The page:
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4
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2answers
40 views

Why is adiabatic process isentropic?

I have read that adiabatic process is isentropic because there is no heat exchange in an adiabatic process and thus no change in entropy. But my question is - Even in adiabatic process, work can be ...
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vote
0answers
21 views

Restrained expansion of a piston/cylinder

Suppose an ideal gas in a piston cylinder has some initial pressure $p_1$, volume $V_1$, and temperature $T_1$. A pin, which holds the piston in place, is suddenly removed, and the gas quickly ...
6
votes
5answers
318 views

How is this process not quasi-static yet reversible?

Consider a (adiabatic) canister with a piston containing some gas kept in a vacuum. There are two weights on the canister which equalize the pressure of the gas on the piston. Assume the system is at ...
5
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1answer
117 views

Why must allowable physical laws have reversibility?

I'm watching Susskind's video lectures and he says in the first lecture on classical mechanics that for a physical law to be allowable in classical mechanics it must be reversible, in the sense that ...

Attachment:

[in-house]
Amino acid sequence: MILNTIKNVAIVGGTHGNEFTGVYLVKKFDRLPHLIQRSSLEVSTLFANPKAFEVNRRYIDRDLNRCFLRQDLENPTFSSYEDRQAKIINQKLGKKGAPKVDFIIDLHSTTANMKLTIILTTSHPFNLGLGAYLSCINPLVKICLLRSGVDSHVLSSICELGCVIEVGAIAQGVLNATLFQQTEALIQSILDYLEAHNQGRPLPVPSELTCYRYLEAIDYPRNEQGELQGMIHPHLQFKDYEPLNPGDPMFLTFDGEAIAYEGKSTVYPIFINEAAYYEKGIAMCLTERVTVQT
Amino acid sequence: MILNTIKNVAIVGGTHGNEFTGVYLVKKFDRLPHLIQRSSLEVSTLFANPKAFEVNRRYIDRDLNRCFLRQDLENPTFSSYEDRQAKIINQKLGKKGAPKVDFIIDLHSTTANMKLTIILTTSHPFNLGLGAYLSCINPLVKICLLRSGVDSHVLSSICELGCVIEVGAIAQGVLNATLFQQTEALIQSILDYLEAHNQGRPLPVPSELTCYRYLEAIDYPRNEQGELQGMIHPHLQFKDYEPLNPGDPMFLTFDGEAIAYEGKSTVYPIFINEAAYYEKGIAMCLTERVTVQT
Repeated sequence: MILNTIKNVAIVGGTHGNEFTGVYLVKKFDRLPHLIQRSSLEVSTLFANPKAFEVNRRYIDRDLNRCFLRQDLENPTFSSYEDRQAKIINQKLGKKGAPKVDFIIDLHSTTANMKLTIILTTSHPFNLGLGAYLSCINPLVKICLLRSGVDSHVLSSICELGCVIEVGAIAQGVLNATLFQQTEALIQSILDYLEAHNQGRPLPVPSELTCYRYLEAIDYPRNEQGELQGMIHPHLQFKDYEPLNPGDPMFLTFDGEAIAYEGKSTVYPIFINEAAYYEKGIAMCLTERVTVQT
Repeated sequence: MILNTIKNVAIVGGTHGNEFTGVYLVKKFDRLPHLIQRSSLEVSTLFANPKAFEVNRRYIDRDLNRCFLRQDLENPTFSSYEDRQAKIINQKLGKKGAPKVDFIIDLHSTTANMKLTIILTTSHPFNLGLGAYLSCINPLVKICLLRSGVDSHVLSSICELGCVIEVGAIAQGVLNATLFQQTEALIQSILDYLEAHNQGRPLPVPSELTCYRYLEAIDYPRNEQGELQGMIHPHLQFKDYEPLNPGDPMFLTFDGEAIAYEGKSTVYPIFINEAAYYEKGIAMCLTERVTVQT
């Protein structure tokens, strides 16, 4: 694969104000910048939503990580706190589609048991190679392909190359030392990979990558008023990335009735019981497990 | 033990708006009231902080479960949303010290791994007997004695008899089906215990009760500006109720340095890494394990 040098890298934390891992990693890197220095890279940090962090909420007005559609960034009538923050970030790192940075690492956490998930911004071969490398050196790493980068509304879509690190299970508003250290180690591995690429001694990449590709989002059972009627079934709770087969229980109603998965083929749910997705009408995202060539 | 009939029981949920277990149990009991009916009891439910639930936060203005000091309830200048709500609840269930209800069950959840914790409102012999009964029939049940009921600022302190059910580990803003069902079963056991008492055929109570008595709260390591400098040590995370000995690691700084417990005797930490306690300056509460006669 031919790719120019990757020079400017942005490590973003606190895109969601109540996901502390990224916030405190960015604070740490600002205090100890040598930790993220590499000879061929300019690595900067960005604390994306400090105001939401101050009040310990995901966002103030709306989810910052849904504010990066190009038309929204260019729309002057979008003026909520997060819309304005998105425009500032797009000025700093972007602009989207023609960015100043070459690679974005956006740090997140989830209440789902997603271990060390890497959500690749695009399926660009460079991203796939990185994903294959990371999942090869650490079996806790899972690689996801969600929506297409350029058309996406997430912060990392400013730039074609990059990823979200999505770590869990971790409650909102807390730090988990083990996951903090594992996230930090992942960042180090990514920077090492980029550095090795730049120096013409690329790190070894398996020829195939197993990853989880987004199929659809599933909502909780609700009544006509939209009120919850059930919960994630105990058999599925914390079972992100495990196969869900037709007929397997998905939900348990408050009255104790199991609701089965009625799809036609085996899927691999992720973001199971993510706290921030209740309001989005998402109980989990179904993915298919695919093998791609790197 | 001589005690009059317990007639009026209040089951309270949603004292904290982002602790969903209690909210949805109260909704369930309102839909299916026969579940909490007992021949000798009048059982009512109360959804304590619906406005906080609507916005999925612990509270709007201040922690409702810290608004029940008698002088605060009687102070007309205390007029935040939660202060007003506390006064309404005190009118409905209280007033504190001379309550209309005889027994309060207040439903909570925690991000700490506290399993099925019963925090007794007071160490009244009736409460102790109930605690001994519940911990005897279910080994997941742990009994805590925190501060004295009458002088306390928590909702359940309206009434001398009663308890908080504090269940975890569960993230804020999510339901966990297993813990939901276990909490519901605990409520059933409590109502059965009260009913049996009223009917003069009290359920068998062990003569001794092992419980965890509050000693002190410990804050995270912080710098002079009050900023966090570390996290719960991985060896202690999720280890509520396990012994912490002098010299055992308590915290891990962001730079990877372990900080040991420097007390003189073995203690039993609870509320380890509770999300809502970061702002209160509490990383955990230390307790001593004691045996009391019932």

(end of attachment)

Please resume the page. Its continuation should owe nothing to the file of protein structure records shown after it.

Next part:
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1answer
61 views

Relation between a Quasistatic and a reversible process

Why is it that if a process is reversible, it is quasi-static? Does it mean that then the process is also non-dissipative if it is quasistatic?
4
votes
1answer
142 views

About Boltzmann H-theorem

What is the assumption for Boltzmann H-theorem? One can derive it just from the unitarity of quantum mechanics, so this should be generally true, does it imply a closed system will always thermalize ...
4
votes
3answers
164 views

Is thermodynamic reversibility a function of path?

Question: given a path taken by a system through state space, is it possible to make a statement such as 'that path corresponds to an irreversible process' or 'that path corresponds to a reversible ...
3
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1answer
64 views

Hysteresis and dissipation

Hysteretic phenomena are often linked to dissipation. When there is an hysteresis loop, the dissipated energy can usually be computed as the area of the cycle. For example, in ferromagnetic ...
0
votes
1answer
70 views

How do you define a reversible path for general processes?

The equation $dS = \frac{\delta Q}{T}$ is only defined for a reversible path. Given a irreversible path we typically calculate the entropy by choosing a reversible path from the same initial to final ...
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3answers
141 views

Do algorithms have an intrinsic time direction?

This article says There is no intrinsic time direction in Newton's mechanics nor in the differential equations of the new physics. My question is, do other types of mathematics, say a cellular ...
4
votes
1answer
160 views

Why is it that a Carnot heat engine will reject no heat to a zero temperature sink?

Looking at the equation for Carnot efficiency, I notice that as the temperature of the heat sink approaches zero, the efficiency approaches unity: $$ \eta_{rev} = 1 - \frac{0}{T_H} = 1 $$ Seeing ...